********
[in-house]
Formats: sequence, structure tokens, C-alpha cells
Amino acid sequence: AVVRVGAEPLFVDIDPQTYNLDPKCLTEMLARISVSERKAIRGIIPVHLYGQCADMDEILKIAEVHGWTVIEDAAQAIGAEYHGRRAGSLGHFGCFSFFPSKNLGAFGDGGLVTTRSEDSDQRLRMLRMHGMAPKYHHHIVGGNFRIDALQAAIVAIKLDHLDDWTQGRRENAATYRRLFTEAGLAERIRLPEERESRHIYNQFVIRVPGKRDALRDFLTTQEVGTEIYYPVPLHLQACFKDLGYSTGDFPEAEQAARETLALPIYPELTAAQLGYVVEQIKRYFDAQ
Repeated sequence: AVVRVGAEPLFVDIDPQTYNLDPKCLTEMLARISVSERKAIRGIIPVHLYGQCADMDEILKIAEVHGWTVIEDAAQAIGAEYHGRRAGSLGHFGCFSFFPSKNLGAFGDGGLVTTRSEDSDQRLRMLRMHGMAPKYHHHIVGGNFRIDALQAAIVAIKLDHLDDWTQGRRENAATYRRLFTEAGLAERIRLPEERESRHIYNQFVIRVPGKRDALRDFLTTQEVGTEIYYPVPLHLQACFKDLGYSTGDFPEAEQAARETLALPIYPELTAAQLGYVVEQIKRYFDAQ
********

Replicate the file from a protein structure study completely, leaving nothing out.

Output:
[in-house]
Formats: sequence, structure tokens, C-alpha cells
Amino acid sequence: AVVRVGAEPLFVDIDPQTYNLDPKCLTEMLARISVSERKAIRGIIPVHLYGQCADMDEILKIAEVHGWTVIEDAAQAIGAEYHGRRAGSLGHFGCFSFFPSKNLGAFGDGGLVTTRSEDSDQRLRMLRMHGMAPKYHHHIVGGNFRIDALQAAIVAIKLDHLDDWTQGRRENAATYRRLFTEAGLAERIRLPEERESRHIYNQFVIRVPGKRDALRDFLTTQEVGTEIYYPVPLHLQACFKDLGYSTGDFPEAEQAARETLALPIYPELTAAQLGYVVEQIKRYFDAQ
Repeated sequence: AVVRVGAEPLFVDIDPQTYNLDPKCLTEMLARISVSERKAIRGIIPVHLYGQCADMDEILKIAEVHGWTVIEDAAQAIGAEYHGRRAGSLGHFGCFSFFPSKNLGAFGDGGLVTTRSEDSDQRLRMLRMHGMAPKYHHHIVGGNFRIDALQAAIVAIKLDHLDDWTQGRRENAATYRRLFTEAGLAERIRLPEERESRHIYNQFVIRVPGKRDALRDFLTTQEVGTEIYYPVPLHLQACFKDLGYSTGDFPEAEQAARETLALPIYPELTAAQLGYVVEQIKRYFDAQ